Smart Energy Profile (SEP) provides device descriptions and standard practices for demand-response and load management applications, tailored for residential or light commercial environment. Possible scenarios include single homes or even an entire apartment complex. Currently, key application domains are metering, pricing and demand response and load control applications. SEP specification provides standard interfaces and device definitions to allow interoperability among ZigBee devices produced by various manufacturers of electrical equipment, meters, and Smart Energy enabling products.

In order to become part of a ZigBee network, a new device has to pass through a process called Commissioning, which is known as the task of configuring devices and networks to achieve the needs of the specific installation. The ZigBee Alliance has recognized the importance of Commissioning and, in particular, the importance of specifications for Commissioning in a multi-vendor environment. According to SEP, devices can form their own network or join an existing network. Having said that, there should be some indication to the user that the network has been formed properly in the former case, or that the device has joined the network successfully in the latter. The indication can be implemented in a number of ways, including blinking indicator lights, colored indicator lights, arrays of indicator lights, text displays, graphic displays, audible indicators such as buzzers and speakers, or through separate means.

The Commissioning process is critical from a security viewpoint, but it has to be simple from a user perspective, and capable to provide some sort of feedback. Besides, it is assumed to be accomplished by a trusted person. A Commissioning Cluster is currently under development. However, from a very high level of abstraction, Commissioning consists of the following steps:

  1. The network must be informed of the device that is to be joined. This operation is done throughout-of band means, which could include a web login, a phone call to a service center, or an interaction through a hand-held appliance. By means of this operation, the network is made aware of the device identifier (ID) and security information appropriate for the device.
  2. The network is put into permit joining ON state.
  3. The installer/homeowner is prompted to press a button or complete a menu sequence that tells the device to attempt to join the network.
  4. The device attempts to join the network. In doing that, the device is authenticated using the appropriate security mechanisms and new keying material is distributed using the Key Establishment Cluster. In the rest of this document we will refer to this step as Join procedure.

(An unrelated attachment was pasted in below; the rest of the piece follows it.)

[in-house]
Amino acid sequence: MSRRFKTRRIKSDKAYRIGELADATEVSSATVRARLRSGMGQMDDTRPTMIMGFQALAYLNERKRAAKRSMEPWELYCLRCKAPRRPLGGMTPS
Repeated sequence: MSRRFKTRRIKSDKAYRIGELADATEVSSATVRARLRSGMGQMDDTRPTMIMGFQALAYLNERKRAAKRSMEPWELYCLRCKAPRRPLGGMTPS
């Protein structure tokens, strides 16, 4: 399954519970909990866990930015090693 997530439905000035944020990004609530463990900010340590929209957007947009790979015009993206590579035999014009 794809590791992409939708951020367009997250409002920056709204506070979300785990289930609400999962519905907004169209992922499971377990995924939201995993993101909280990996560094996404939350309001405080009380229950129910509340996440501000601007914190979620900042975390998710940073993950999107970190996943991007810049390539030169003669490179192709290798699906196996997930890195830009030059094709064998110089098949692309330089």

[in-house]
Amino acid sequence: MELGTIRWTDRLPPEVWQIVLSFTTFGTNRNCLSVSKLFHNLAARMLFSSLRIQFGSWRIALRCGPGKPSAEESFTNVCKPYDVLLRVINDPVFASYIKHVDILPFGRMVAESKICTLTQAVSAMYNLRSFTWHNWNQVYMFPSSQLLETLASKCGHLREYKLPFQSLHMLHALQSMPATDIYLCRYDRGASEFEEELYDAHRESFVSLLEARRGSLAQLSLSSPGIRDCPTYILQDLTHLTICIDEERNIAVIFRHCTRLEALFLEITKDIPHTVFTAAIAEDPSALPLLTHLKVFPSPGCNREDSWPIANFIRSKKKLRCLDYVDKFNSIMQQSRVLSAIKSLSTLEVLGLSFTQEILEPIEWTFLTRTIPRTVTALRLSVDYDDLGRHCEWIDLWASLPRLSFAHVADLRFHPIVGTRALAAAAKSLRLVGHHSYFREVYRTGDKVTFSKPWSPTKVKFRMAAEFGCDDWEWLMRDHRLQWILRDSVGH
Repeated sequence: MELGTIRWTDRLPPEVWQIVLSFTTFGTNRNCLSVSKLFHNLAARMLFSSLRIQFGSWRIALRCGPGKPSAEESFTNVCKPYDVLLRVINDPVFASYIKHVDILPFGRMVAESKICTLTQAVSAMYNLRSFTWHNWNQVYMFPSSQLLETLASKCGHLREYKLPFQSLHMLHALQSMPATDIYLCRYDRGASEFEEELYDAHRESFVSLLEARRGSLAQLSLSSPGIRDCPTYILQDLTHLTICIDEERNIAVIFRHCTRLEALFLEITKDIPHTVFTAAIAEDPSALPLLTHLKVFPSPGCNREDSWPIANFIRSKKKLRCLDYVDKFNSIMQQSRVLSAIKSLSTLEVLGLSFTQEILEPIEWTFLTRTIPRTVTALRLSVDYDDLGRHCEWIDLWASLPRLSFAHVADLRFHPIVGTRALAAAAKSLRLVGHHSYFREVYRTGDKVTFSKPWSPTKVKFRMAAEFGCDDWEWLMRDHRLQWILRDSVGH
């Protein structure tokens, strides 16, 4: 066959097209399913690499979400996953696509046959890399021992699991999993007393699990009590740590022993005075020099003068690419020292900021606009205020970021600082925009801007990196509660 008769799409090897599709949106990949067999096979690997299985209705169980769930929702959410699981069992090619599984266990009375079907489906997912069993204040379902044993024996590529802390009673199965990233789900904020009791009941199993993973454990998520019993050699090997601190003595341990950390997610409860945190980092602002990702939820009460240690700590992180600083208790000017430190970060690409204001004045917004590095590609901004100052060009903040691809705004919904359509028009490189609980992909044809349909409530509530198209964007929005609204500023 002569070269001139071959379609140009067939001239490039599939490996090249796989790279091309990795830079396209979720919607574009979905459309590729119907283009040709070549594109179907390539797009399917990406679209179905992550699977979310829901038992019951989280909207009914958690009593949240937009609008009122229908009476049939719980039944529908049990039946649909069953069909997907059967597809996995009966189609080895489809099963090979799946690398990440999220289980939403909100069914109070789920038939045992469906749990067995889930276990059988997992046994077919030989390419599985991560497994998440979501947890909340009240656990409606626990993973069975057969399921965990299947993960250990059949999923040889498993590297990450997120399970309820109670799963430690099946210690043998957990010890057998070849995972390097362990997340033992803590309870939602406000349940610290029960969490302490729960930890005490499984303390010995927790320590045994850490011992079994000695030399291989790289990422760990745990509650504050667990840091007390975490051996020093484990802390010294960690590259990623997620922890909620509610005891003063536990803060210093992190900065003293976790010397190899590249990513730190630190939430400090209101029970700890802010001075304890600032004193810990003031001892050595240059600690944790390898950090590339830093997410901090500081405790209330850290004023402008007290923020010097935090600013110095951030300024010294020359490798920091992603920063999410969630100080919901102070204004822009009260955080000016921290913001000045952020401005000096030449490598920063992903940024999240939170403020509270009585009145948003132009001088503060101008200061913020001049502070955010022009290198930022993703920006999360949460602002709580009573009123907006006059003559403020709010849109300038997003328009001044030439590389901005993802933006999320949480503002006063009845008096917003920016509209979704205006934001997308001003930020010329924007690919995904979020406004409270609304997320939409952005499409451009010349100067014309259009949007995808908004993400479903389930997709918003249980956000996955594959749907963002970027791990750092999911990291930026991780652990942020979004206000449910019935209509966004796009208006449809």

5. An indicator is provided for the installer/homeowner indicating the device has joined the network and authenticated properly or provides information about improper authentication.
  6. The device can now operate normally on the network.

 Step 1 assures that the device is under the physical control of the installer/homeowner and has been explicitly authorized by him to join the ZigBee network. The Join procedure is the most complex step and it will be described in detail later in this section. Therefore, the Commissioning process seems to provide a pretty good robustness regarding the devices access to the network, thanks to the very first step and to the Key Establishment Cluster features.

In this section we take into account the main features regarding security services provided by ZigBee. In particular, the rest of this section will refer to the Smart Energy Profile and the Key Establishment Cluster.

A. Keys

SEP assumes three kinds of keys: the Link Key, the Network Key, and the Transport Key. A Link Key is an end to- end key that a device may share with another device. However, a device must share a Link Key with the Trust Center (TC). This key is called the Trust Center Link Key (TCLK). The end device and the Trust Center establish the TCLK during the Join procedure (step 4 of the Commissioning process). The TCLK is used to protect application level messages and stack commands. Specifically, some of the clusters whose messages are protected with the Link Key are Time, Commissioning, Price, Demand Response and Load Control, Simple Metering, Message, Smart Energy Tunneling, and Pre-Payment. SEP allows the Trust Center to refresh the TCLK established with an end device, but suggests that it should be an infrequent operation.

A Network key is shared by all devices and it is used to protect management and control communications. It is worth observing that also application level data and commands can be protected by means of the Network Key, in case either a Link Key cannot be retrieved or the network layer is explicitly requested to secure outgoing frames. Some of the clusters whose messages are protected with the Network Key are Basic, Identify, Alarms, Power Configuration and Key Establishment.